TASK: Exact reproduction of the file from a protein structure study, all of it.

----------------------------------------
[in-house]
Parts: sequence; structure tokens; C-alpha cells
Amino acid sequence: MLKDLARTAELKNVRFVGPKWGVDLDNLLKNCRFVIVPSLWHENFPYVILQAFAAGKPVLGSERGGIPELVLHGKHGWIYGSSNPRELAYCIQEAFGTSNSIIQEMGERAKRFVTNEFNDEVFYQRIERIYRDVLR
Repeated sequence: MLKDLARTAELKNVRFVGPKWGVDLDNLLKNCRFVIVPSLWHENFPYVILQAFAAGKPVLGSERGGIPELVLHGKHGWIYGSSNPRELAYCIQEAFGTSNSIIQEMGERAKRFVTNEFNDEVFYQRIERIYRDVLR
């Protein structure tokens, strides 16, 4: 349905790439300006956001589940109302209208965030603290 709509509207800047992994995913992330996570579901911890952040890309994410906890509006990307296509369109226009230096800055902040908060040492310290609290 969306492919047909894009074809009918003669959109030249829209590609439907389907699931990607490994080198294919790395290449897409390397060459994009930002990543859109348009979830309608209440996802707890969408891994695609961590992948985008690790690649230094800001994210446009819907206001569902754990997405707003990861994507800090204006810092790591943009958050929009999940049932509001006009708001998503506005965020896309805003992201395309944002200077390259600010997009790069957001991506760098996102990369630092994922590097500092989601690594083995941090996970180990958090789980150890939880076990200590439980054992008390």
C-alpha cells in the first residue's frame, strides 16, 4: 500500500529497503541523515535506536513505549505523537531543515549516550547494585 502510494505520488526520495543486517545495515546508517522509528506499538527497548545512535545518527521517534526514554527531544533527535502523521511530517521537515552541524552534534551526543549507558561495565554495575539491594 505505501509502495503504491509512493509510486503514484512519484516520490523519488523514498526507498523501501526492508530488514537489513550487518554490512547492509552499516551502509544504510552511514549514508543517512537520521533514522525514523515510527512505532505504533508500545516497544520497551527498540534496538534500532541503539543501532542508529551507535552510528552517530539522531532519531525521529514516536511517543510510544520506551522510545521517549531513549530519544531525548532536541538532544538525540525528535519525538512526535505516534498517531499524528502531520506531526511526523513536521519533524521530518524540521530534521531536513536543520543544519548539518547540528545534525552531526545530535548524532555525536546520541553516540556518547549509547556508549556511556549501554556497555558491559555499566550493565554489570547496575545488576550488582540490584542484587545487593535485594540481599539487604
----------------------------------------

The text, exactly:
[in-house]
Parts: sequence; structure tokens; C-alpha cells
Amino acid sequence: MLKDLARTAELKNVRFVGPKWGVDLDNLLKNCRFVIVPSLWHENFPYVILQAFAAGKPVLGSERGGIPELVLHGKHGWIYGSSNPRELAYCIQEAFGTSNSIIQEMGERAKRFVTNEFNDEVFYQRIERIYRDVLR
Repeated sequence: MLKDLARTAELKNVRFVGPKWGVDLDNLLKNCRFVIVPSLWHENFPYVILQAFAAGKPVLGSERGGIPELVLHGKHGWIYGSSNPRELAYCIQEAFGTSNSIIQEMGERAKRFVTNEFNDEVFYQRIERIYRDVLR
């Protein structure tokens, strides 16, 4: 349905790439300006956001589940109302209208965030603290 709509509207800047992994995913992330996570579901911890952040890309994410906890509006990307296509369109226009230096800055902040908060040492310290609290 969306492919047909894009074809009918003669959109030249829209590609439907389907699931990607490994080198294919790395290449897409390397060459994009930002990543859109348009979830309608209440996802707890969408891994695609961590992948985008690790690649230094800001994210446009819907206001569902754990997405707003990861994507800090204006810092790591943009958050929009999940049932509001006009708001998503506005965020896309805003992201395309944002200077390259600010997009790069957001991506760098996102990369630092994922590097500092989601690594083995941090996970180990958090789980150890939880076990200590439980054992008390």
C-alpha cells in the first residue's frame, strides 16, 4: 500500500529497503541523515535506536513505549505523537531543515549516550547494585 502510494505520488526520495543486517545495515546508517522509528506499538527497548545512535545518527521517534526514554527531544533527535502523521511530517521537515552541524552534534551526543549507558561495565554495575539491594 505505501509502495503504491509512493509510486503514484512519484516520490523519488523514498526507498523501501526492508530488514537489513550487518554490512547492509552499516551502509544504510552511514549514508543517512537520521533514522525514523515510527512505532505504533508500545516497544520497551527498540534496538534500532541503539543501532542508529551507535552510528552517530539522531532519531525521529514516536511517543510510544520506551522510545521517549531513549530519544531525548532536541538532544538525540525528535519525538512526535505516534498517531499524528502531520506531526511526523513536521519533524521530518524540521530534521531536513536543520543544519548539518547540528545534525552531526545530535548524532555525536546520541553516540556518547549509547556508549556511556549501554556497555558491559555499566550493565554489570547496575545488576550488582540490584542484587545487593535485594540481599539487604